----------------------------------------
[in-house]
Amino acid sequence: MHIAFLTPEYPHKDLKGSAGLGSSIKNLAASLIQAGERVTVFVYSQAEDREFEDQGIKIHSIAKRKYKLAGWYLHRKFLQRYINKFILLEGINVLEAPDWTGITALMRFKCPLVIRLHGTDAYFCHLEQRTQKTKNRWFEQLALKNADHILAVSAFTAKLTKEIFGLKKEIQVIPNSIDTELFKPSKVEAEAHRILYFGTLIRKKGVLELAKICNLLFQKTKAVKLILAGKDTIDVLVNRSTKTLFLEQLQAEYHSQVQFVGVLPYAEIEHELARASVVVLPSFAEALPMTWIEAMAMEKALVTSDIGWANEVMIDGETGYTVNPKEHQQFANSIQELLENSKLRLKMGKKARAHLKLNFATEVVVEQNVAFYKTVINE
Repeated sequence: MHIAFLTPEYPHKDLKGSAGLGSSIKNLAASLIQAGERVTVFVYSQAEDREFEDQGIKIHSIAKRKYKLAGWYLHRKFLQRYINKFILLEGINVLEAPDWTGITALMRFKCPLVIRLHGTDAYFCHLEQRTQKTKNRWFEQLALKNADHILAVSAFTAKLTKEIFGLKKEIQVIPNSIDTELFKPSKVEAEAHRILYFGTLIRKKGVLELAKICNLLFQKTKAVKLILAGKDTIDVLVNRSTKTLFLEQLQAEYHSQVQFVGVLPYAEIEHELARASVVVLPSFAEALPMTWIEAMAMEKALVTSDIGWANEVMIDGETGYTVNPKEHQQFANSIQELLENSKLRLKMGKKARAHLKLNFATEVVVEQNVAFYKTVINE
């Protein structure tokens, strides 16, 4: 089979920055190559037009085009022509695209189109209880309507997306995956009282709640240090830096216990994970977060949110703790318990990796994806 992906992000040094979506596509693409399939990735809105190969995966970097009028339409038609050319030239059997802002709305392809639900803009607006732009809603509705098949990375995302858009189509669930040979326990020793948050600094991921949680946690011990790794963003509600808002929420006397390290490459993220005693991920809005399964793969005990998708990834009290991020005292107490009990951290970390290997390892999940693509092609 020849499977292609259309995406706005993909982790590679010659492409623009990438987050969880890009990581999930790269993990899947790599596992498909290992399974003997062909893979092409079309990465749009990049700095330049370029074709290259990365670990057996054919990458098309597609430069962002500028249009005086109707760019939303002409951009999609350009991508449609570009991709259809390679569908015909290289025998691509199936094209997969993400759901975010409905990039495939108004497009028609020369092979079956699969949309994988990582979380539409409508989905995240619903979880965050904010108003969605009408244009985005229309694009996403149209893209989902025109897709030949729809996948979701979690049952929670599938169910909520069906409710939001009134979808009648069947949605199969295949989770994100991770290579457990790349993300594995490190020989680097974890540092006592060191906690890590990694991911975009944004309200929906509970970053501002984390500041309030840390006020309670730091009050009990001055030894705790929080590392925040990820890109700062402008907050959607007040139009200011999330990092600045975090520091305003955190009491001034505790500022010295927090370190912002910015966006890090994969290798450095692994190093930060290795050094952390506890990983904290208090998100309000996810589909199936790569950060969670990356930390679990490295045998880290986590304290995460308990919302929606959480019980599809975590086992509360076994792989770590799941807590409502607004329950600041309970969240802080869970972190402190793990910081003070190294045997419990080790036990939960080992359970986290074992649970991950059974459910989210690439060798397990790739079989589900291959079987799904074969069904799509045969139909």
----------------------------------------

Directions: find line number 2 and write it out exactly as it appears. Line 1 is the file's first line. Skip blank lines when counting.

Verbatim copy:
Amino acid sequence: MHIAFLTPEYPHKDLKGSAGLGSSIKNLAASLIQAGERVTVFVYSQAEDREFEDQGIKIHSIAKRKYKLAGWYLHRKFLQRYINKFILLEGINVLEAPDWTGITALMRFKCPLVIRLHGTDAYFCHLEQRTQKTKNRWFEQLALKNADHILAVSAFTAKLTKEIFGLKKEIQVIPNSIDTELFKPSKVEAEAHRILYFGTLIRKKGVLELAKICNLLFQKTKAVKLILAGKDTIDVLVNRSTKTLFLEQLQAEYHSQVQFVGVLPYAEIEHELARASVVVLPSFAEALPMTWIEAMAMEKALVTSDIGWANEVMIDGETGYTVNPKEHQQFANSIQELLENSKLRLKMGKKARAHLKLNFATEVVVEQNVAFYKTVINE